Then, get your clothing, shoes, and any necessary equipment, such as a tennis racket and balls or a reflective cycling vest, ready. Set it out the day before your workout to avoid last-minute scrambling and last-minute excuses. Do you need to download any music to listen to while exercising?

Be sure to hydrate all day before your workout, or down some water first thing if you are exercising early in the morning. Eat a light pre-workout snack an hour or two before your workout, or have a light meal about three hours before.

 

The Warm-Up


The warm-up gradually gets you ready for the higher-intensity workout so you can avoid injury and other health risks. Walking and stationary cycling and, if you are doing a swimming workout, slow swimming, can be good warm-ups. Start slowly and by the end of 5 to 10 minutes, you should be going at about the intensity of your workout. Have a bit of water and then you are ready to go!

 

The Workout


During your workout, try to focus on the workout and being in the moment. Stop texting and put your phone away if you can - at least, unless you are using it for music, for talking to a workout buddy, or for watching a workout video that you are following.

During your workout, have a water bottle handy and aim to drink about 16 to 32 ounces of water. Most people rarely need sports drinks unless they are doing intense exercise, such as running hard, for over 90 minutes.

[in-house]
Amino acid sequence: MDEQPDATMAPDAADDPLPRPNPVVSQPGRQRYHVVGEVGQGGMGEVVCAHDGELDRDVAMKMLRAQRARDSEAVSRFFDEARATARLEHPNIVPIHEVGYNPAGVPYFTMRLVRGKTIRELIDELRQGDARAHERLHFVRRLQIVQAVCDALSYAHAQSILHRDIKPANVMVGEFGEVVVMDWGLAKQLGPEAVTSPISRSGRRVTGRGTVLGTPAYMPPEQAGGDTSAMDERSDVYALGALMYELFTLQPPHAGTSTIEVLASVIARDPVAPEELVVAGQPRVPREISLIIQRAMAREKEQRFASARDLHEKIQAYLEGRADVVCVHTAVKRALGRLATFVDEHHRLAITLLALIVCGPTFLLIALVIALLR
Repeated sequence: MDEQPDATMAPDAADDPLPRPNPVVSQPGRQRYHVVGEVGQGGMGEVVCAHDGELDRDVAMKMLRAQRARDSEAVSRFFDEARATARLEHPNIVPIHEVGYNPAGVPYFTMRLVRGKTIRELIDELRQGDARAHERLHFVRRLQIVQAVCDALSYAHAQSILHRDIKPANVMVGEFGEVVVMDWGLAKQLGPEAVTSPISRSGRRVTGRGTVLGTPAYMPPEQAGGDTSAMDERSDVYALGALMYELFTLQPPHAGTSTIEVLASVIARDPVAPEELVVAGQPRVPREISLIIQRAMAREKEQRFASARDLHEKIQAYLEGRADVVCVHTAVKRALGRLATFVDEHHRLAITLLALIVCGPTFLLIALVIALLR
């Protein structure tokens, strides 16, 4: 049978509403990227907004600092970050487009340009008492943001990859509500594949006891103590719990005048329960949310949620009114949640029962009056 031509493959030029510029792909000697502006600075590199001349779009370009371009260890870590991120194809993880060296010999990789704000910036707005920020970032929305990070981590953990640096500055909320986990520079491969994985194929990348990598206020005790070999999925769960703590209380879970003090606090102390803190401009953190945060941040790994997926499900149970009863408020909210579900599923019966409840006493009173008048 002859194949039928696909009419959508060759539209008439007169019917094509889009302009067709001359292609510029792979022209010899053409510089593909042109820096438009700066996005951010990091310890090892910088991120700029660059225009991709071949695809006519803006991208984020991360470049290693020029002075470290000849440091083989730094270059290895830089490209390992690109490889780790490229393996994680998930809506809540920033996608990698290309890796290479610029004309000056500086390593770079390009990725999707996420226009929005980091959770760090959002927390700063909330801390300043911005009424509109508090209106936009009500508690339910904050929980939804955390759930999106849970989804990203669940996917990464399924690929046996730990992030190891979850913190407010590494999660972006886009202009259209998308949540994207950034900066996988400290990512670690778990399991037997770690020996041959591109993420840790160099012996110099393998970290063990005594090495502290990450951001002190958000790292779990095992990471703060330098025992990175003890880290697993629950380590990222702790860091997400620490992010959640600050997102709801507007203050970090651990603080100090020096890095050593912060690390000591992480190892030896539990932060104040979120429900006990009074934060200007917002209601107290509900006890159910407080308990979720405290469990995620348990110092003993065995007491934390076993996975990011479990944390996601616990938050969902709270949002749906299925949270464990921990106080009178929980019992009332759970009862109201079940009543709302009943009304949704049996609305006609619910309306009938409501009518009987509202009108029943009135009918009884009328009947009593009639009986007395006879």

The Cool-Down


When you are finished, take another 5 to 10 minutes to do the opposite of your warm-up. Start out at the intensity you finished your workout at, and gradually slow down until your breathing is slower. Then stretch your major muscle groups to reduce injury risk, and breathe deeply. Praise yourself for the workout and feel proud so you can let that great feeling of accomplishment motivate you the next time.

 

The Recovery


You are not quite finished yet, but this is the fun part! Recover properly so you’re ready to come back again the next day. Hydrate again with water, and have a well-deserved post-workout snack or meal. Try to eat within an hour after finishing to take advantage of the post-workout window when your muscles are best able to refuel. 

Your meal or snack should have mostly carbohydrates and some protein. These are some sample snacks.

  • Half a whole-grain English muffin with peanut butter.

  • Cottage cheese and fruit.

  • String cheese and a slice of whole-wheat bread.

  • Yogurt and oats.

You are working way too hard not to take full advantage, so try these workout tips! You may achieve better results. 

 

Natalie Stein

Exercise, Fitness & Nutrition Expert | Assistant Professor of Public Health